"We women are having to do more labouring as we can't make a living from the land, and the men have already had to leave to seek work in India."

What's the climate problem?

"Because we're working so much we often have to keep our older children home from school to look after the younger children and our livestock. Because we are spending more on food we are spending less on their education. Still now we don't know what to do to cope with these changes. We need some training and guidance, we need some support."

Staying one step ahead…

Since Padma spoke these words, Oxfam has been working in with her village and others in the district to find ways to keep developing and stopping the unpredictable weather from causing so many problems. This has involved:

  • Taking community leaders to other villages who have already started adapting to the changing weather so they can learn from each other and share it with their own communities
  • Introducing new seeds for cereal crops and other vegetables that produce high yields despite the extreme weather
  • Helping to develop water storage schemes including dams, tree planting, rehabilitation of springs, rainwater harvesting tanks, and irrigation ponds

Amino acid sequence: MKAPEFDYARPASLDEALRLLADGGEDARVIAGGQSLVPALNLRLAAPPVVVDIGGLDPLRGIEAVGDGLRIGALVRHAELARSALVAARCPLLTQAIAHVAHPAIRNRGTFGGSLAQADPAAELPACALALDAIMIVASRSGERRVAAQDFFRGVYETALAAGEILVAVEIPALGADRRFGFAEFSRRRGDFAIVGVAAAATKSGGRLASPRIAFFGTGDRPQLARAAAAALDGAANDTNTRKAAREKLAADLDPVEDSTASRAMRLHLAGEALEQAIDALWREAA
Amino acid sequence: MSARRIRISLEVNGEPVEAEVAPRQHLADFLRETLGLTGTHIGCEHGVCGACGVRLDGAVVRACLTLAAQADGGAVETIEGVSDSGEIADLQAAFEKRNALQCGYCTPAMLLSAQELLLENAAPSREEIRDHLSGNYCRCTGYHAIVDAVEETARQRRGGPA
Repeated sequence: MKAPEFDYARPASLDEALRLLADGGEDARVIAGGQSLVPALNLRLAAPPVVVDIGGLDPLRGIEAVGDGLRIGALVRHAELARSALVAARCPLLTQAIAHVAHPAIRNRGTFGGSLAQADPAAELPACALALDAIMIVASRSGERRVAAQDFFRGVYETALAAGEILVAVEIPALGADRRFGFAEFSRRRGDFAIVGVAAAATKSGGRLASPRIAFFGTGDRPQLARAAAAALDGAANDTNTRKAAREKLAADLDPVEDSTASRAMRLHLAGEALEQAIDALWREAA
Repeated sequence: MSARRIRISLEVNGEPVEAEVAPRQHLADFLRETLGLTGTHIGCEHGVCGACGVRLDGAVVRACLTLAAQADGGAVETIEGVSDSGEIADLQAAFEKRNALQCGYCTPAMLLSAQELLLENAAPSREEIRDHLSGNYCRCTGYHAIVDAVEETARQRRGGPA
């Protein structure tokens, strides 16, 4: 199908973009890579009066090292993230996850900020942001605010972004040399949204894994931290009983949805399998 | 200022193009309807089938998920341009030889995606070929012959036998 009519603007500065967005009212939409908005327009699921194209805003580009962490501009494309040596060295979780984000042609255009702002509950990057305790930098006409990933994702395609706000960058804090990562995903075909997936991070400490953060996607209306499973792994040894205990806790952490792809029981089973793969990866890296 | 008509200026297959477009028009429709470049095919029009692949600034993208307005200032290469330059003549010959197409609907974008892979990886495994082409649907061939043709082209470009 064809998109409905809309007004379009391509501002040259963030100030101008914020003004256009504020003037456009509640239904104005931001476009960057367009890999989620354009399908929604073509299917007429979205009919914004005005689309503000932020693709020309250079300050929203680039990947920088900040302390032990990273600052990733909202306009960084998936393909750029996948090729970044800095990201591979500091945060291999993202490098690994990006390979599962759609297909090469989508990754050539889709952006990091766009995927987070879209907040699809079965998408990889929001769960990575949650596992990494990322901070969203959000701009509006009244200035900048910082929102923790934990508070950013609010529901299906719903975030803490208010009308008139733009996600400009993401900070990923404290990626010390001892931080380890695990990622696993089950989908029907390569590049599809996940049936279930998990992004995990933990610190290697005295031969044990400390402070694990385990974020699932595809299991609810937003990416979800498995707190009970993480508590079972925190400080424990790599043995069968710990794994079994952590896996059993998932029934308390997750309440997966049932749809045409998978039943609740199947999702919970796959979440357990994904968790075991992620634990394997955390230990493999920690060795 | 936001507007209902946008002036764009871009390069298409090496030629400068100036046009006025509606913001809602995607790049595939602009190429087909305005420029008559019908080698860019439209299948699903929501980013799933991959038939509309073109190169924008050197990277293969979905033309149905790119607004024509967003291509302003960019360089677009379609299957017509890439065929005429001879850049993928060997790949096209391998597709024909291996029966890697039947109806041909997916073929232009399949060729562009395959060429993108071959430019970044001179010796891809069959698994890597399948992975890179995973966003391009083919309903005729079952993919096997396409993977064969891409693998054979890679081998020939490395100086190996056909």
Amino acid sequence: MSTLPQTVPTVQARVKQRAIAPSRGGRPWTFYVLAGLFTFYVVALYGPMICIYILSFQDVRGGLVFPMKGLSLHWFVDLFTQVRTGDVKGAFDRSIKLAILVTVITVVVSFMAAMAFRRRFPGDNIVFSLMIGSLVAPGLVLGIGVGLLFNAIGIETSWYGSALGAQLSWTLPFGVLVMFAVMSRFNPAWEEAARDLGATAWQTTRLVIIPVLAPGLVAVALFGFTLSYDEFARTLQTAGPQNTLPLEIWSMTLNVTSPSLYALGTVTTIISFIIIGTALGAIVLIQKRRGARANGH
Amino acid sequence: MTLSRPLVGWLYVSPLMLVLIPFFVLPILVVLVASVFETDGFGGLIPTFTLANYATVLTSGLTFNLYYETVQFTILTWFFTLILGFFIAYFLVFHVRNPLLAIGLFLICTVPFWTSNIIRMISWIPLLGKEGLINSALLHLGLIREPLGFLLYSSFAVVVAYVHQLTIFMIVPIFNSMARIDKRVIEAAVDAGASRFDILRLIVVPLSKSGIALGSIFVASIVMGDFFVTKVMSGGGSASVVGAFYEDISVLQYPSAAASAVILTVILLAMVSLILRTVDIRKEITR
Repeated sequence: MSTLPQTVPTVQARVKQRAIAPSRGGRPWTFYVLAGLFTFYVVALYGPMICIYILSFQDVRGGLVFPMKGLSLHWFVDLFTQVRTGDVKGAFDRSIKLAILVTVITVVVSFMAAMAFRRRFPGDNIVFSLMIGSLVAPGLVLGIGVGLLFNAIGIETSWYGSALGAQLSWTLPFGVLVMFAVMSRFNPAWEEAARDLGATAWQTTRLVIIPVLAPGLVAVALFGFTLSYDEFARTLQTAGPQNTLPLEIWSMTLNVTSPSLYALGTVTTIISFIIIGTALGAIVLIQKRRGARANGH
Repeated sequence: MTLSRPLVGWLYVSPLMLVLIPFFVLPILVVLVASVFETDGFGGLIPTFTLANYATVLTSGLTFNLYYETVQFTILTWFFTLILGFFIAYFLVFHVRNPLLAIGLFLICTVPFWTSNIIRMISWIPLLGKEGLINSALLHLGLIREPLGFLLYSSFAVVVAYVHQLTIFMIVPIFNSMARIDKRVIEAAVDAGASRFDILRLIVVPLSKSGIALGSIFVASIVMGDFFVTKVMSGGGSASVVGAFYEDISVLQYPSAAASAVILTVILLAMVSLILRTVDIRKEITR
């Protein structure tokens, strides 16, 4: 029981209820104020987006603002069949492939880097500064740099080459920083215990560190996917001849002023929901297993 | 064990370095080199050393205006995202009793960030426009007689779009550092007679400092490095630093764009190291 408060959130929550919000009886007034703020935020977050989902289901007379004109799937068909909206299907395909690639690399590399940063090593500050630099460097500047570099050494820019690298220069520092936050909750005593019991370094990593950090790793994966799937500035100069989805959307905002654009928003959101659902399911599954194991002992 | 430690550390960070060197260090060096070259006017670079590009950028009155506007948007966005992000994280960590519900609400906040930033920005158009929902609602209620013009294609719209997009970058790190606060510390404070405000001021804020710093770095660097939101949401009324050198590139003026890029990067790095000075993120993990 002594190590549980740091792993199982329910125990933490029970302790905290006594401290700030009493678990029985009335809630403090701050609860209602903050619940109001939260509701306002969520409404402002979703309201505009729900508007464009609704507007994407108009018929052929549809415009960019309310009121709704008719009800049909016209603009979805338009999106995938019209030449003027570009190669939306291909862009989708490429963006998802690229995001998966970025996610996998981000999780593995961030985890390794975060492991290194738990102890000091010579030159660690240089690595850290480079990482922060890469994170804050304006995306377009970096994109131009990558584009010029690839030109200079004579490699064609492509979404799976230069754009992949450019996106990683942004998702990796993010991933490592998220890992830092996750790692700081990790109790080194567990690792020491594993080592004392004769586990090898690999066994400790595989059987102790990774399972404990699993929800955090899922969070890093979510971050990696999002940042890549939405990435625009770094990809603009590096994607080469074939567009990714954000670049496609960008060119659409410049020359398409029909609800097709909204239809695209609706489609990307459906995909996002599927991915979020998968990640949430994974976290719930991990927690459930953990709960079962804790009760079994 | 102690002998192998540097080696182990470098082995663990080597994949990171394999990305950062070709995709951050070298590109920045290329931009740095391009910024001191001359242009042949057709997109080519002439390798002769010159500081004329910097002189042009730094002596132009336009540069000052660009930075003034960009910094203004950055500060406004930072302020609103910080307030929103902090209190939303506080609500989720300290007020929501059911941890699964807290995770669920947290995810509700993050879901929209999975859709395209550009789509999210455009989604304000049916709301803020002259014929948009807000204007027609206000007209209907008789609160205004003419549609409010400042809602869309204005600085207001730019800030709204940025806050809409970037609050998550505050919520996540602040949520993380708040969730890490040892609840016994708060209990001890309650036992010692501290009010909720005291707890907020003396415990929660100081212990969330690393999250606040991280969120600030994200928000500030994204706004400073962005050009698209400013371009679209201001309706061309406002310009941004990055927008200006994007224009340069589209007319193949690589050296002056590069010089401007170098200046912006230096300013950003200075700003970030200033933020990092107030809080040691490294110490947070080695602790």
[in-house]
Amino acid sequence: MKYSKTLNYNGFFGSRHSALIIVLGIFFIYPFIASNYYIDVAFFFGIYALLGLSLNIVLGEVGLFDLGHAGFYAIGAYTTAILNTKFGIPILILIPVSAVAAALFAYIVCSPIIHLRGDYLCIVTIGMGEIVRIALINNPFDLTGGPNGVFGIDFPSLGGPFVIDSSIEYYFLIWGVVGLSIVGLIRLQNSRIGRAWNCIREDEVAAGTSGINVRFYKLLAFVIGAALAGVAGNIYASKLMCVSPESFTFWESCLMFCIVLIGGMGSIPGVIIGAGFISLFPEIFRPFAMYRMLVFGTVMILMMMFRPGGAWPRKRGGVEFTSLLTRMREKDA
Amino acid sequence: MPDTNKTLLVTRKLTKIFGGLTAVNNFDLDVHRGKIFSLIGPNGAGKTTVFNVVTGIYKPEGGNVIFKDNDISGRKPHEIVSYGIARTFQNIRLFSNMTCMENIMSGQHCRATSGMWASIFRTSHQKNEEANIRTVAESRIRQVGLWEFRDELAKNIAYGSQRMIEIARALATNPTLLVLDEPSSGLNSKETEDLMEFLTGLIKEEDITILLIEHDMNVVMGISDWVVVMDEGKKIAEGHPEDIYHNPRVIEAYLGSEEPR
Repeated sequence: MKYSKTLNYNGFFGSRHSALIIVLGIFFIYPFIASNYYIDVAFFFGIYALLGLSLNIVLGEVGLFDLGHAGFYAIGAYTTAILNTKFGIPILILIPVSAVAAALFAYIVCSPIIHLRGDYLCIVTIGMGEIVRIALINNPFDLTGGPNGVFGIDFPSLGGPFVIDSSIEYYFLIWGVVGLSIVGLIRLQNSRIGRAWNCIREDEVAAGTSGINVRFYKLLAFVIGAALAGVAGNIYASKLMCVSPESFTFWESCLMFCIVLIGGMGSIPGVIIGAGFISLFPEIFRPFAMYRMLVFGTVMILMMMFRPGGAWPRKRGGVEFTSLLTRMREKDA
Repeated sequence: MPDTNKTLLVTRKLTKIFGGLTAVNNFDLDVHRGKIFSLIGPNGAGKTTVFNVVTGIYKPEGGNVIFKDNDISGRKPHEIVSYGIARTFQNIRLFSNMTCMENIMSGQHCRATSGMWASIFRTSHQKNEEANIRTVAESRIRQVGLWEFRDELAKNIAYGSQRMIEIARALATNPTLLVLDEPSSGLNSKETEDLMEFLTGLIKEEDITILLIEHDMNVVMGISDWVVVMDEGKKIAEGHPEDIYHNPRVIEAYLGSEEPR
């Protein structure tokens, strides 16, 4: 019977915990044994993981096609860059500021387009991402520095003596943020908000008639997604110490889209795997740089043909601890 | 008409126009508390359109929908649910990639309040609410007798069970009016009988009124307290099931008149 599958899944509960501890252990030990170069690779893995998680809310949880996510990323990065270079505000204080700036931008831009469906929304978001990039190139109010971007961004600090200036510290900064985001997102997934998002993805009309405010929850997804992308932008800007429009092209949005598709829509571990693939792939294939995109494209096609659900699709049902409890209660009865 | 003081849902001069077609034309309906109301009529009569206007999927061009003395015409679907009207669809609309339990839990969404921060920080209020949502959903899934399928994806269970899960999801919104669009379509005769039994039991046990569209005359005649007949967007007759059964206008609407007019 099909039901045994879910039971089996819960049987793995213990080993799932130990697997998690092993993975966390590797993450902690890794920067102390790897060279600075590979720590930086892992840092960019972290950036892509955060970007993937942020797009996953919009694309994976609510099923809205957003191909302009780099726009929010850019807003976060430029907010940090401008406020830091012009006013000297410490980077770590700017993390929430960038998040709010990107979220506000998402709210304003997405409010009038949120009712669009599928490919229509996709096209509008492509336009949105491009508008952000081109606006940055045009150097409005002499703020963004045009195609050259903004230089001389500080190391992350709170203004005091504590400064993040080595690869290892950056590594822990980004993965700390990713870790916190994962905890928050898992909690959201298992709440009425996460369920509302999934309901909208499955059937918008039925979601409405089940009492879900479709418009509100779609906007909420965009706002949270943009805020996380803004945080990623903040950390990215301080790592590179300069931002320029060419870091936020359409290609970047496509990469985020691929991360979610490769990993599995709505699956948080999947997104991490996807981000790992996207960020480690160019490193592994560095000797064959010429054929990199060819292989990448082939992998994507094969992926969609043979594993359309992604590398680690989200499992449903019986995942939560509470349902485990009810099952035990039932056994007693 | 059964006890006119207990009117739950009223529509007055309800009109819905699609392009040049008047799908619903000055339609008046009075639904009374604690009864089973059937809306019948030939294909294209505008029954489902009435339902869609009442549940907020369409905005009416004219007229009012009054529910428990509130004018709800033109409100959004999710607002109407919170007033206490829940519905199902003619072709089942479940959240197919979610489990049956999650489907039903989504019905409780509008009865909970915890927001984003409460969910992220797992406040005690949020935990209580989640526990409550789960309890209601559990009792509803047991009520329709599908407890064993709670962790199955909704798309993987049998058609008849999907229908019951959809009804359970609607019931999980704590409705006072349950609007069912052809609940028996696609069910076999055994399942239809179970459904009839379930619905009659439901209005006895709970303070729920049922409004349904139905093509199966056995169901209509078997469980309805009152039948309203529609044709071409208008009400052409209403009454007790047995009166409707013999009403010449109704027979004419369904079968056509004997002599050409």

Read Oxfam's report on this project, what worked well and what we learnt


Image: Nicole Johnston

Edson James Kamba relaxing after a long day in the fields. "The weather is much hotter than it was when I was young and this affects the maize. It's all very unreliable. Sometimes it rains heavily, and then there is not a drop for the next 2 weeks." 

What's the climate problem?

"When I was a boy my parents had one and a half acres and they could grow lots of food without chemicals. Now people can't grow enough to feed themselves on that amount of land" says Edson, from Balaka district in Malawi. "The weather is much hotter than it was when I was young and this affects the maize. It's all very unreliable."
In areas like Balaka, the extreme and unpredictable weather mean families are harvesting less than half what they would have expected two to three years ago. People are living day by day hoping to bring home enough money for food. At times when work is scarce, the little food families are able to buy or harvest is rationed out to last as long as possible, meaning many families are only able to feed their children once a day at best and parents sacrificing their own meals for several days at a time.

Staying one step ahead…

Oxfam has helped improve farmers' production by supporting them to grow more drought resistant crops, developing irrigation systems and providing training in water management and soil conservation techniques. 

The project has also helped to provide new ways of generating income by distributing livestock and establishing a village loan scheme. Communities will also be taught how to identify climate risks, prepare action plans and implement disaster risk reduction measures. 

Oxfam's climate change campaign 

Working together to end poverty